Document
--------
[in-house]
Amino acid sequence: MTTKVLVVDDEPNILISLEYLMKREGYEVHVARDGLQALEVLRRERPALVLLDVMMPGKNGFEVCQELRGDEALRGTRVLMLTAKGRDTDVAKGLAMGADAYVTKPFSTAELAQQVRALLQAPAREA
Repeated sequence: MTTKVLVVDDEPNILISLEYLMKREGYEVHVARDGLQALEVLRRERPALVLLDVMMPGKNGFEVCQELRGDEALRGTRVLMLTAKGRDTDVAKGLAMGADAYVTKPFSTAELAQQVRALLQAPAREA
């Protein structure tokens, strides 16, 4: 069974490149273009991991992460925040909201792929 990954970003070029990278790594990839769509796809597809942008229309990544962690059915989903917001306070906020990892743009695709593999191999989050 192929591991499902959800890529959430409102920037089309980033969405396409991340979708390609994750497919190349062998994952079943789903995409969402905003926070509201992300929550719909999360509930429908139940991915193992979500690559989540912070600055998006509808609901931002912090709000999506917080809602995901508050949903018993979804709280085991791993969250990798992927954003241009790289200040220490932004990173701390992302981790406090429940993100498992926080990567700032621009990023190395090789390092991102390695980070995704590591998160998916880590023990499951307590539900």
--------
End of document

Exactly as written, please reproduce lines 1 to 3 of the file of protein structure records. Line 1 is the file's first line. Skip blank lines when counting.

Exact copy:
[in-house]
Amino acid sequence: MTTKVLVVDDEPNILISLEYLMKREGYEVHVARDGLQALEVLRRERPALVLLDVMMPGKNGFEVCQELRGDEALRGTRVLMLTAKGRDTDVAKGLAMGADAYVTKPFSTAELAQQVRALLQAPAREA
Repeated sequence: MTTKVLVVDDEPNILISLEYLMKREGYEVHVARDGLQALEVLRRERPALVLLDVMMPGKNGFEVCQELRGDEALRGTRVLMLTAKGRDTDVAKGLAMGADAYVTKPFSTAELAQQVRALLQAPAREA